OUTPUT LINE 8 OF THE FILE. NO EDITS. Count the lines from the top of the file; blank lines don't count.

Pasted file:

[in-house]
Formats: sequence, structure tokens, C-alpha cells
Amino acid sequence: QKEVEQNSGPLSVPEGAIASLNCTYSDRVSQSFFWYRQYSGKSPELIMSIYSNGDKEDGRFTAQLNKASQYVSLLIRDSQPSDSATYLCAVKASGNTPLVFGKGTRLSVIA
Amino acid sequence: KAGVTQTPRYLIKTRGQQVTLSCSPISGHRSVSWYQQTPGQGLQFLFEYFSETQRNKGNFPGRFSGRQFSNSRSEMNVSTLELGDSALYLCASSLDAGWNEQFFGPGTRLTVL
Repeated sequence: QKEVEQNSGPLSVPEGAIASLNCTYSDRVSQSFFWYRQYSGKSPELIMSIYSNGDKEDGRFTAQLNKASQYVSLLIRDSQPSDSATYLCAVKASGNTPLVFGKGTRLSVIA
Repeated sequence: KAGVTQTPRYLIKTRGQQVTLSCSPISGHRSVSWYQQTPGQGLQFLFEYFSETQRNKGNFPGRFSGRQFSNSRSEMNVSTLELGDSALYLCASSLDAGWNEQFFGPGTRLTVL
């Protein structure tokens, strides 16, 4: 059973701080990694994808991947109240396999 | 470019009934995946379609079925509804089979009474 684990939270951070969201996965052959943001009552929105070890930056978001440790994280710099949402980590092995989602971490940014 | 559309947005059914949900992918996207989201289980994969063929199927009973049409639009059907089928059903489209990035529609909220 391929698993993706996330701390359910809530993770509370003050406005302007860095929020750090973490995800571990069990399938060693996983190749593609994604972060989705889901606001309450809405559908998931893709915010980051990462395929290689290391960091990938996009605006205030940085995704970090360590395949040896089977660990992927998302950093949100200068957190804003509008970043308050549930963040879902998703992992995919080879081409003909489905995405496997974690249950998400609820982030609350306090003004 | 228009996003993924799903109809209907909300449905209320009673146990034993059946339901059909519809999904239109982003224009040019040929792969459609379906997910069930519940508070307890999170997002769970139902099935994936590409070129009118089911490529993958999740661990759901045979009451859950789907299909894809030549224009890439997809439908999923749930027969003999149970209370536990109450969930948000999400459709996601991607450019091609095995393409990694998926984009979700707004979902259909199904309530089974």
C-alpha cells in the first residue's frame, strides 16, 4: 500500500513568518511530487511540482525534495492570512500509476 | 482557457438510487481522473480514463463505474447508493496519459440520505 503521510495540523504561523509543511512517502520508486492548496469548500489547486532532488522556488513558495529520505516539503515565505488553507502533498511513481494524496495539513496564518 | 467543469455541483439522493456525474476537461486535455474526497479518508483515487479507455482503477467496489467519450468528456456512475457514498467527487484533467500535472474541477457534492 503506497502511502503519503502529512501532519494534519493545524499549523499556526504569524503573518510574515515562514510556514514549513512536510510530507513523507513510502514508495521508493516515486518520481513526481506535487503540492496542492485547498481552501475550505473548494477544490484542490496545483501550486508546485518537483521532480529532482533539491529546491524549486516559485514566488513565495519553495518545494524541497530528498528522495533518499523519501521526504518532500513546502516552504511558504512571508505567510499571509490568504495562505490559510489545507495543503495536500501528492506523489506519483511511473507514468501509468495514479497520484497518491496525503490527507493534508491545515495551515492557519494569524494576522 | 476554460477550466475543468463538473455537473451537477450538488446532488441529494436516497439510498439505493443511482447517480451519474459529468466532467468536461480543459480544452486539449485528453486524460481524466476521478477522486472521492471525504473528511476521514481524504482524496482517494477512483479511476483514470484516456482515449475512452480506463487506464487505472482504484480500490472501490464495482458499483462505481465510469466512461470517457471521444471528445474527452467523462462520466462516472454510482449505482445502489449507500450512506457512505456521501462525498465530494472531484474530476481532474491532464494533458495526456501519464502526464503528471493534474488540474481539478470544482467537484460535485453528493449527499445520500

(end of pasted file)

C-alpha cells in the first residue's frame, strides 16, 4: 500500500513568518511530487511540482525534495492570512500509476 | 482557457438510487481522473480514463463505474447508493496519459440520505 503521510495540523504561523509543511512517502520508486492548496469548500489547486532532488522556488513558495529520505516539503515565505488553507502533498511513481494524496495539513496564518 | 467543469455541483439522493456525474476537461486535455474526497479518508483515487479507455482503477467496489467519450468528456456512475457514498467527487484533467500535472474541477457534492 503506497502511502503519503502529512501532519494534519493545524499549523499556526504569524503573518510574515515562514510556514514549513512536510510530507513523507513510502514508495521508493516515486518520481513526481506535487503540492496542492485547498481552501475550505473548494477544490484542490496545483501550486508546485518537483521532480529532482533539491529546491524549486516559485514566488513565495519553495518545494524541497530528498528522495533518499523519501521526504518532500513546502516552504511558504512571508505567510499571509490568504495562505490559510489545507495543503495536500501528492506523489506519483511511473507514468501509468495514479497520484497518491496525503490527507493534508491545515495551515492557519494569524494576522 | 476554460477550466475543468463538473455537473451537477450538488446532488441529494436516497439510498439505493443511482447517480451519474459529468466532467468536461480543459480544452486539449485528453486524460481524466476521478477522486472521492471525504473528511476521514481524504482524496482517494477512483479511476483514470484516456482515449475512452480506463487506464487505472482504484480500490472501490464495482458499483462505481465510469466512461470517457471521444471528445474527452467523462462520466462516472454510482449505482445502489449507500450512506457512505456521501462525498465530494472531484474530476481532474491532464494533458495526456501519464502526464503528471493534474488540474481539478470544482467537484460535485453528493449527499445520500